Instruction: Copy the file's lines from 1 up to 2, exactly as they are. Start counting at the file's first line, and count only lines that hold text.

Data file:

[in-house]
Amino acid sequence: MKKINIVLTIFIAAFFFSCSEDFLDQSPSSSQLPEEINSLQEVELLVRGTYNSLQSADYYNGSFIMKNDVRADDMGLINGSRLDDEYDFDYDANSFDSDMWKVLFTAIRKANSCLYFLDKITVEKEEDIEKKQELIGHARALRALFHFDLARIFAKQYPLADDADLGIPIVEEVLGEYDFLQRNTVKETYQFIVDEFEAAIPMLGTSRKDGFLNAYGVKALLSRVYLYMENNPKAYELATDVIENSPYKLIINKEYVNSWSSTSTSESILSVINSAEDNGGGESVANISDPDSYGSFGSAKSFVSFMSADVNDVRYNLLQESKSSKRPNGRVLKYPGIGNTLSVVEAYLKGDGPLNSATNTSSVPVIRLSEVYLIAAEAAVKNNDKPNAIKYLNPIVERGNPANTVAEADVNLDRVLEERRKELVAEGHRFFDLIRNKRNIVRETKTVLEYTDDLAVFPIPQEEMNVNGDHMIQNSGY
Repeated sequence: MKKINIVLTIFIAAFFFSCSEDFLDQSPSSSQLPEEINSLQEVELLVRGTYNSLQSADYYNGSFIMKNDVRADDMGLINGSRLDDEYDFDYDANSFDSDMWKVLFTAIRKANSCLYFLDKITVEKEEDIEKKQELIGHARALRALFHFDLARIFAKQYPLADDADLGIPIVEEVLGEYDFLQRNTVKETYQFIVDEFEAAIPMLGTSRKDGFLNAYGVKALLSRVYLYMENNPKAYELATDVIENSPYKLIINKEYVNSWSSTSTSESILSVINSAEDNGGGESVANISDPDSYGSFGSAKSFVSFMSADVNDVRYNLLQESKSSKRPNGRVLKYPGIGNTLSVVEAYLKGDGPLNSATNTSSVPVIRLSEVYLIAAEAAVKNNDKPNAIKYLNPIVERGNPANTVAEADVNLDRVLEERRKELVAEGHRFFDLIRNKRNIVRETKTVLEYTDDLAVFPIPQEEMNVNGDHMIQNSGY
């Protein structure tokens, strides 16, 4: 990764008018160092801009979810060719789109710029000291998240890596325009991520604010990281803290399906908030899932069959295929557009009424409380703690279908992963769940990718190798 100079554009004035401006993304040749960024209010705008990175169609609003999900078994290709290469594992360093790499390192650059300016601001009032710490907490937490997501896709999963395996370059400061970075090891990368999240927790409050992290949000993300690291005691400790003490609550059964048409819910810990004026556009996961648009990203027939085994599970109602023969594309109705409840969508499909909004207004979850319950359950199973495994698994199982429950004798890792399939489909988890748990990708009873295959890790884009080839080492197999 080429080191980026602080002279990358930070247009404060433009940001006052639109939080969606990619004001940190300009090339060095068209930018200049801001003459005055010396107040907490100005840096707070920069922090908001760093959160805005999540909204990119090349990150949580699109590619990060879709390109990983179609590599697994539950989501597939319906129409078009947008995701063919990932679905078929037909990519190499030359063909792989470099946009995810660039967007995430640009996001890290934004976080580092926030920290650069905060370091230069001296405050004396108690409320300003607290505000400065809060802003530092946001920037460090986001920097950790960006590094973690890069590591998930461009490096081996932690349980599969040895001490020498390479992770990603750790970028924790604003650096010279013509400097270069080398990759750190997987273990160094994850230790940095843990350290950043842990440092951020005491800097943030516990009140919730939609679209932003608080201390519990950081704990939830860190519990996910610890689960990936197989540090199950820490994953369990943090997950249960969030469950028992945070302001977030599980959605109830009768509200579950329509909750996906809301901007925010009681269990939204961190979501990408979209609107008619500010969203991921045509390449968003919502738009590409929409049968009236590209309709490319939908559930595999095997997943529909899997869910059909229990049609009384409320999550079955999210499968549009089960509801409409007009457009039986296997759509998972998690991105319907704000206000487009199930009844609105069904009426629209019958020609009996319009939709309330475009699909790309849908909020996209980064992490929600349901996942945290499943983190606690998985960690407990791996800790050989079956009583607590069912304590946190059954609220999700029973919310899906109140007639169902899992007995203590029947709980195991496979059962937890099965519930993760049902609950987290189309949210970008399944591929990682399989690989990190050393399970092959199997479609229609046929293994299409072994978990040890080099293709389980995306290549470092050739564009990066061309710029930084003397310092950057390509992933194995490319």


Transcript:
[in-house]
Amino acid sequence: MKKINIVLTIFIAAFFFSCSEDFLDQSPSSSQLPEEINSLQEVELLVRGTYNSLQSADYYNGSFIMKNDVRADDMGLINGSRLDDEYDFDYDANSFDSDMWKVLFTAIRKANSCLYFLDKITVEKEEDIEKKQELIGHARALRALFHFDLARIFAKQYPLADDADLGIPIVEEVLGEYDFLQRNTVKETYQFIVDEFEAAIPMLGTSRKDGFLNAYGVKALLSRVYLYMENNPKAYELATDVIENSPYKLIINKEYVNSWSSTSTSESILSVINSAEDNGGGESVANISDPDSYGSFGSAKSFVSFMSADVNDVRYNLLQESKSSKRPNGRVLKYPGIGNTLSVVEAYLKGDGPLNSATNTSSVPVIRLSEVYLIAAEAAVKNNDKPNAIKYLNPIVERGNPANTVAEADVNLDRVLEERRKELVAEGHRFFDLIRNKRNIVRETKTVLEYTDDLAVFPIPQEEMNVNGDHMIQNSGY